So, I anticipated the transition away from Jubilee to be a bit jolting, but I guess I look at this, think about it now and say, uh . . . so where do I go from here?

5 thoughts on “Welcome Back to Consumer America”

  1. I hope Walmart is ALways a jolt for you. The last time I went was because I needed a hammer at 11PM in Grant’s Pass, OR! Loved this post – and you. Yes, the challenge is how to live in this world (Walmart and all) and not let it become our belief system. I hesitate (a little) to possibly embarrass you, but I do remember you, at 12, trying to explain to me why it was important to have clothes with a visible designer label. Ain’t it good to grow up? 🙂

  2. Awesome post, in many ways it makes me envious of what you’re doing. I don’t have cable TV at home. When I go to my parents house, I sometimes will turn on the TV…just to see what’s on (big mistake) and I’m instantly inundated with commercials for things I do not need and do not want, yet people saying I do.

    It’s a sad state to live in.

    As for where to go…well, Alaska seems like a good place. Did you ever watch Northern Exposure? I thought they always had it pretty nice there.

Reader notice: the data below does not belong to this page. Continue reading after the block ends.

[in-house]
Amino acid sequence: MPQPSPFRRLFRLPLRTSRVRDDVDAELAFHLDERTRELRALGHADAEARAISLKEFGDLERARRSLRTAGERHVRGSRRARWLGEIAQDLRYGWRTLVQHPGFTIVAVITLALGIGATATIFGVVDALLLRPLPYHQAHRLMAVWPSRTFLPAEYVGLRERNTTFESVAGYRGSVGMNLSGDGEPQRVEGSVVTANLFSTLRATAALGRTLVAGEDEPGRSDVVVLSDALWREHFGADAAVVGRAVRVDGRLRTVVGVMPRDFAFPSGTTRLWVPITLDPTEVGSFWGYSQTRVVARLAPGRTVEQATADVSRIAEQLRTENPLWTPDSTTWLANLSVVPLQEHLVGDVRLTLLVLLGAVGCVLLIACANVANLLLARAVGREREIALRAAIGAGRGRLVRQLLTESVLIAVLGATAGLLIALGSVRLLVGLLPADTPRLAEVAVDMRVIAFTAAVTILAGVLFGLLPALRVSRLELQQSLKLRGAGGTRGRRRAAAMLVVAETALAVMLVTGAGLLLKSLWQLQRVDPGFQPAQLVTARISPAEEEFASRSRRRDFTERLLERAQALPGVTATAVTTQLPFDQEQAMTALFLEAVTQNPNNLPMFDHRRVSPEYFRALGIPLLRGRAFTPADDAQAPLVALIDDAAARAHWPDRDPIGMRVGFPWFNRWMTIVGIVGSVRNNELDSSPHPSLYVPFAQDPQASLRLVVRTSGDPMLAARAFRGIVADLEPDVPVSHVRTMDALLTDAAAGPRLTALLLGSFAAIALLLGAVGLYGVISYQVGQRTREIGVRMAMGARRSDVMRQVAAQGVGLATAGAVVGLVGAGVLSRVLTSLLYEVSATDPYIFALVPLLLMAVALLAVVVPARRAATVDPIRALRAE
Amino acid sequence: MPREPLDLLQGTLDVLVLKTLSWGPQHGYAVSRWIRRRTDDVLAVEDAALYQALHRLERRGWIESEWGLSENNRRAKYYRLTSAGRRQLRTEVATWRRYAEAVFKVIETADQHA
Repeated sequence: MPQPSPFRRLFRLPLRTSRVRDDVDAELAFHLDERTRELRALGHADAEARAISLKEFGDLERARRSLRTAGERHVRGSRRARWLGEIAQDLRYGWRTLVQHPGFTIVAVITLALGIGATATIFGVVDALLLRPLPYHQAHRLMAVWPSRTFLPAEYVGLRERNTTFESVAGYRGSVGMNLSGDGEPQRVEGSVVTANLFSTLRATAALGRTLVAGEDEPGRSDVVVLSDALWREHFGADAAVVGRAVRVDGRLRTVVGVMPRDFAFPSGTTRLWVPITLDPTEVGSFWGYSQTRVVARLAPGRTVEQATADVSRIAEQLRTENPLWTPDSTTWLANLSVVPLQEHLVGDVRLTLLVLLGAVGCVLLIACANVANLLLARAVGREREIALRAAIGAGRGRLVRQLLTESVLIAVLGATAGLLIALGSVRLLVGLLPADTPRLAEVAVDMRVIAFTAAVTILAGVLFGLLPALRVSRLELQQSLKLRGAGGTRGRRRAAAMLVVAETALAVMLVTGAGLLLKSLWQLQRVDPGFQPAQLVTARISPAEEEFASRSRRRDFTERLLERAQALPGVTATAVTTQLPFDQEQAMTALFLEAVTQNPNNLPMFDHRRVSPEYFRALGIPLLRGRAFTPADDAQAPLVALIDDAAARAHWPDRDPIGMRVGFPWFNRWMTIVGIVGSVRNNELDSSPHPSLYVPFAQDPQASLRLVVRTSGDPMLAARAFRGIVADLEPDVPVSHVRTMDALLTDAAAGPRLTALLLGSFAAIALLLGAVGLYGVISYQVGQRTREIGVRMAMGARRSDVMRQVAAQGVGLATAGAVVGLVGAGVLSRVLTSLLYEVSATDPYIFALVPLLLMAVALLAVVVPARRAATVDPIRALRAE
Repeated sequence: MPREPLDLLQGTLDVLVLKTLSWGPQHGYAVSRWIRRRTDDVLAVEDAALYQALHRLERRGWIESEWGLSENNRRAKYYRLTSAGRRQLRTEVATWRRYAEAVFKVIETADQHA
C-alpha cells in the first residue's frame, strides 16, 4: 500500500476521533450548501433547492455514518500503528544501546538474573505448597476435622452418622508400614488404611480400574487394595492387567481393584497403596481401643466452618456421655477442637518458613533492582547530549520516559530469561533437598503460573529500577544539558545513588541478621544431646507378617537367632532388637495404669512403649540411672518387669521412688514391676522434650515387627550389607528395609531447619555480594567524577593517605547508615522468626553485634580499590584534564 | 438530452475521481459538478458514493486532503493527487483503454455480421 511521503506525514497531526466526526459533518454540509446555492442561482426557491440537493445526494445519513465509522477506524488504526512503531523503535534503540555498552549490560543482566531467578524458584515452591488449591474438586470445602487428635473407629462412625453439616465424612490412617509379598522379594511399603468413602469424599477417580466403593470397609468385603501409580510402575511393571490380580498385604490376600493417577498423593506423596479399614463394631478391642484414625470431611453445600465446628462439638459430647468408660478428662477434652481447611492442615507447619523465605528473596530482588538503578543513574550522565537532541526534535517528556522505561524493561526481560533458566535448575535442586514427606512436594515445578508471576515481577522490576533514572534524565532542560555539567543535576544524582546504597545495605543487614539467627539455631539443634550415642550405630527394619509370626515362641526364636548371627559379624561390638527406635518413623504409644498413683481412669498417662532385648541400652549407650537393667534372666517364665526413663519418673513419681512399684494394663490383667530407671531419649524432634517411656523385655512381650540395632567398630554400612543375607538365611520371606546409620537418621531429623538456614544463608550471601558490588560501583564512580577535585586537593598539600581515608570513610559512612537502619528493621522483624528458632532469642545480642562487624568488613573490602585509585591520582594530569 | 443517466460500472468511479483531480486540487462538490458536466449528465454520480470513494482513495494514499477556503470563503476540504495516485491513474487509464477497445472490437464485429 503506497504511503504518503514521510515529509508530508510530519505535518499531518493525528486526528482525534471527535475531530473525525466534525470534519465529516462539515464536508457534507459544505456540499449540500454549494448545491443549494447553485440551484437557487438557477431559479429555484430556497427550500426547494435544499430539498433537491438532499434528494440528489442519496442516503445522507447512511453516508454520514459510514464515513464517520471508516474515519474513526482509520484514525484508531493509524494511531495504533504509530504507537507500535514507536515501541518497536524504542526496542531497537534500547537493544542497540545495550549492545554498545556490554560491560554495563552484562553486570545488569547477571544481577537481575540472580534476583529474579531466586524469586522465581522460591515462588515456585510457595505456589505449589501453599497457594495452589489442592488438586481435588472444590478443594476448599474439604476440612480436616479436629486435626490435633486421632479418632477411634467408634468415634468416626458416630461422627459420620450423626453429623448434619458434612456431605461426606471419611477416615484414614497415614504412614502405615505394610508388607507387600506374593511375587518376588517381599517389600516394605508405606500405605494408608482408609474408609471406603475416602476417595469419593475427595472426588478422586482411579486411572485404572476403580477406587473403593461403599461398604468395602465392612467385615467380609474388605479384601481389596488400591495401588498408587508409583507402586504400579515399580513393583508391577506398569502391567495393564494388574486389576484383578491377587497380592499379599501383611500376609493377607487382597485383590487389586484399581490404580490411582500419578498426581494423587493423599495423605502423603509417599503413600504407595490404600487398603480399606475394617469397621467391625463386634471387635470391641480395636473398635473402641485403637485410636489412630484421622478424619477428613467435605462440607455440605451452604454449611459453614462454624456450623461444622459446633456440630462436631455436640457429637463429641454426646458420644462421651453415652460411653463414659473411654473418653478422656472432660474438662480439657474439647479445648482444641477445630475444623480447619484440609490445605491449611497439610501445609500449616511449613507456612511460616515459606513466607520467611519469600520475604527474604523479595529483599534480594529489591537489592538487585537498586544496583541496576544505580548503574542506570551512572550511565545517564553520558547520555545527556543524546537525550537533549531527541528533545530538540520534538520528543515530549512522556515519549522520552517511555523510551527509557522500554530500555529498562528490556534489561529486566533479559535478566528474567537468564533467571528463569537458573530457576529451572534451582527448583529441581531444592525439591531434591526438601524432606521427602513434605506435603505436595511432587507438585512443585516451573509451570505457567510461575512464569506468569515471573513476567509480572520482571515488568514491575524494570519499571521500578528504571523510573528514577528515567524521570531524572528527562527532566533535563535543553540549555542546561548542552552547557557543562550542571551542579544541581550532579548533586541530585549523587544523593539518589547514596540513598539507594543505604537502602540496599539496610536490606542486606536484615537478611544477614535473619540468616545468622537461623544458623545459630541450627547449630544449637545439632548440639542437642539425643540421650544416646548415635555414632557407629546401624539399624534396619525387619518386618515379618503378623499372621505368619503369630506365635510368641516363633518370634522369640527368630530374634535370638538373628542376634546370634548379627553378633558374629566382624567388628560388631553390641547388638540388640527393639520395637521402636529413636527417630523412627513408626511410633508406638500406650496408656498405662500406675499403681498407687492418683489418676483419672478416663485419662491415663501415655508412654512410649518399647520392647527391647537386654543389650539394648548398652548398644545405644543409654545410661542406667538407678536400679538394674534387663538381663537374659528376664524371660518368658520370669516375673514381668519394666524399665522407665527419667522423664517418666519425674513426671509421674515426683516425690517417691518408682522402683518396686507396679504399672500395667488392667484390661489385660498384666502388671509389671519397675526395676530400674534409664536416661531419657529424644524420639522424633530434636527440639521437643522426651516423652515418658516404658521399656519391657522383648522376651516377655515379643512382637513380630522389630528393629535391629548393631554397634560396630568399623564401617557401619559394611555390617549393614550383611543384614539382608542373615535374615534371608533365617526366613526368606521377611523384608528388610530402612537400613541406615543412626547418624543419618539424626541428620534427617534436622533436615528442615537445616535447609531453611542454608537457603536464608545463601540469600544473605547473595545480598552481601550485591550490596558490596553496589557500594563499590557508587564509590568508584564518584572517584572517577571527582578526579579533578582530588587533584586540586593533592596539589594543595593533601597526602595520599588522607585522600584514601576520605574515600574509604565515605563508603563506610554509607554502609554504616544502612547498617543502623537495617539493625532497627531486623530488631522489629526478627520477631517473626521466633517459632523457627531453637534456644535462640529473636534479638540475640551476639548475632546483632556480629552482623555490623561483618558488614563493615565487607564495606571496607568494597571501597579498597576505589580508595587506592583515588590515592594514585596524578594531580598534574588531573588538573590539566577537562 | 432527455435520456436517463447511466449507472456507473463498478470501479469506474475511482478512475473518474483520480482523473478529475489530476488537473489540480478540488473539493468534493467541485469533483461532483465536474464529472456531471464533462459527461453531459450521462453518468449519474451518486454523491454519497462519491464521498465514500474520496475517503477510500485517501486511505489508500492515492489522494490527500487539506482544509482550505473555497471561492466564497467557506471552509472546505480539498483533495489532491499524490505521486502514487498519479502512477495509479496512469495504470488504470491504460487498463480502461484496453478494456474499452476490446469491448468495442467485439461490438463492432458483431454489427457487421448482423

3. Where do you go from here? To Alaska of course! But stick to your guns, girl, and don’t let anyone tell you that you NEED a fish sandwich, unless it’s one freshly caught from the boat in Sitka.

    Miss you, Lizzy Haas. (am i allowed to say that outside of Jubilee?)

    k blob

  4. YESTERDAY I WENT INTO WAL-MART TOO!! and i had nearly the same experience.
    zow, telephone tele ele ele phone… (did you hear the song in that? im going to call you)

    and yeah, where to go from here? alaska, yes. JVC, yes. community community community! its a pretty good place to start wondering

    loveyouloveyoulizziehaas
    poopie

  5. I really appreciate reading your thoughts on this! You are just one step ahead of me as I’m preparing to come back into the US. I must say…a decaf soy raspberry mocha is high on my list. How do we make our regular, everyday lives not so regular like they were before? Sounds like you’re on the right track with a heightened sense of awareness – don’t lose that!